[MUD-Dev] Wilderness

John Buehler johnbue at msn.com
Mon Aug 6 12:12:32 New Zealand Standard Time 2001


Matt Mihaly writes:
> On Thu, 2 Aug 2001, John Buehler wrote:
>> Ola Fosheim Grostad writes:

>>> The problem is more like: why do it?  Designers want control,
>>> and quite frankly designers are going to produce more
>>> interesting areas than any general algorithm can produce.

>> I disagree.  I don't find hand-built content all that intriguing.
>> It's limited and it tends to be arbitrary.  This works, that
>> doesn't.  There's a pin in the corner of this room, but that
>> table won't move.  Hand-built content tends to be interacted with
>> in the generally-linear structure that the designers have in
>> mind.

> Personally, I agree with Ola. Computers are horrid at creativity
> and are likely to stay that way for the forseeable future. When I
> see an area, I want it to have an interesting backstory for
> instance and things in the area that tie in with the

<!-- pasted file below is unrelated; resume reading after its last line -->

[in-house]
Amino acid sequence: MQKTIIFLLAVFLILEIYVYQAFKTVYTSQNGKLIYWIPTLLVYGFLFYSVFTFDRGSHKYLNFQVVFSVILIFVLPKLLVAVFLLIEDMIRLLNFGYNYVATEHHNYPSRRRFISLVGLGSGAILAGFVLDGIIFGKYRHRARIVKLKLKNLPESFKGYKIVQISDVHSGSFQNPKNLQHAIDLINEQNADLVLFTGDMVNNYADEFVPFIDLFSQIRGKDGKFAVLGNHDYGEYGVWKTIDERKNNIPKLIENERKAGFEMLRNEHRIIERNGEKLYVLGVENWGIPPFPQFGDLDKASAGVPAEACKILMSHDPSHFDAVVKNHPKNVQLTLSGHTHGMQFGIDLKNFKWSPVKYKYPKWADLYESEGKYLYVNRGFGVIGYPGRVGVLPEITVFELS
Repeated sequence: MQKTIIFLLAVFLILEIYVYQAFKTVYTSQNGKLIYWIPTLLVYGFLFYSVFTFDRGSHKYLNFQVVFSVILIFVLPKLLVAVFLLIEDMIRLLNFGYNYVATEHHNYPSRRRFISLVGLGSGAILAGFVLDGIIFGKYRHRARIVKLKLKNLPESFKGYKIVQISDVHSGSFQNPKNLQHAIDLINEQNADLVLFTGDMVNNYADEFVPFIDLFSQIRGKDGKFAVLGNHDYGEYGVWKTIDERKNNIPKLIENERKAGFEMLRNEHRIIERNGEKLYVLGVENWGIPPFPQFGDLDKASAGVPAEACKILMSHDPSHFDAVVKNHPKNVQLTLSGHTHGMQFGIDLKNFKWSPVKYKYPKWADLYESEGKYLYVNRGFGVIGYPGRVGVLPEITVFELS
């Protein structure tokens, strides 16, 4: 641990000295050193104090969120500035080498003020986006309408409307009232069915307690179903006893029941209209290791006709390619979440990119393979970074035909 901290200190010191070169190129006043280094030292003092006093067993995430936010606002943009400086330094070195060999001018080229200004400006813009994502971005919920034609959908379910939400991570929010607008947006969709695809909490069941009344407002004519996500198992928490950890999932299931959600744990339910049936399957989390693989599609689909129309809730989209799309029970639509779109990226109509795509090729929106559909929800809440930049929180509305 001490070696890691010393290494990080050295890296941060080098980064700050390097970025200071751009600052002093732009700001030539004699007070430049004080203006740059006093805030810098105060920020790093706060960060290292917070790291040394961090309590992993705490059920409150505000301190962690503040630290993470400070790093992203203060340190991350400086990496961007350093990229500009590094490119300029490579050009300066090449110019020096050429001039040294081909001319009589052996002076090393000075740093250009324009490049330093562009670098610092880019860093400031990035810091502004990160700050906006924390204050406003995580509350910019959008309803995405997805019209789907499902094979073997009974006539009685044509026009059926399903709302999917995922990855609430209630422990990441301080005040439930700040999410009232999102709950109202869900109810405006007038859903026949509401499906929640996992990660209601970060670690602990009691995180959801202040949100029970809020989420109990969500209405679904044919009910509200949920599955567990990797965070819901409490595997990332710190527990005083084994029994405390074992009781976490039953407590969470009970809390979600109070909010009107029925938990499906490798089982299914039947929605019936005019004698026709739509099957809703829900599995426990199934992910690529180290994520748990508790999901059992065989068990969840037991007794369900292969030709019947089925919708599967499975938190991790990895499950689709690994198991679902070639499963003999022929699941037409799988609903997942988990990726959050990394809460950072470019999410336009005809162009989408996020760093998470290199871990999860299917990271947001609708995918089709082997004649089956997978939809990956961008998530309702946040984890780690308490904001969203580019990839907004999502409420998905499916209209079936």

> backstory. I've not seen any good computer generated areas that do
> that.

I didn't mean to say that the entire world would be created
algorithmically.  The idea is that the designers retain control at a
high level, but the details are left to the computer.  I suppose
what I'm shooting for is that the computer provides the defaults,
while the designers provide the exceptions.  And even the exceptions
should be provided with an assist by the computer in order to ensure
consistency.

I object to the idea that designers need to hand-build so much.  In
some cases, all that's needed is 'a ruins'.  Have the computer spit
ten or twenty combinations out and let the designer pick one that
works well enough.  It takes a couple minutes and it comes as a
fully-featured ruins (walls can be pushed over, stones can be taken,
etc).  All the designer has to do is place the ruins as appropriate
for the backstory.

If the computer knows about ruins, townsfolk and all the rest, then
when a designer wants to hide the keys to the barrow's three-lock
vault door, the designer says to scatter the keys within 30 miles of
the barrow, emphasizing ruins first, towns second and monsters
third.

Algorithmic generation is the way to go because 99% of the terrain
isn't significant to anything.  The other 1% can be crafted with
further algorithmic assists because 99% of the ruin that you're
creating isn't significant to anything.  And so on.  Do you care
which kind of key is involved with the vault door?  Probably not.
But the computer-generated key can be quite interesting and
involved.  If that's what the designer wants.

JB

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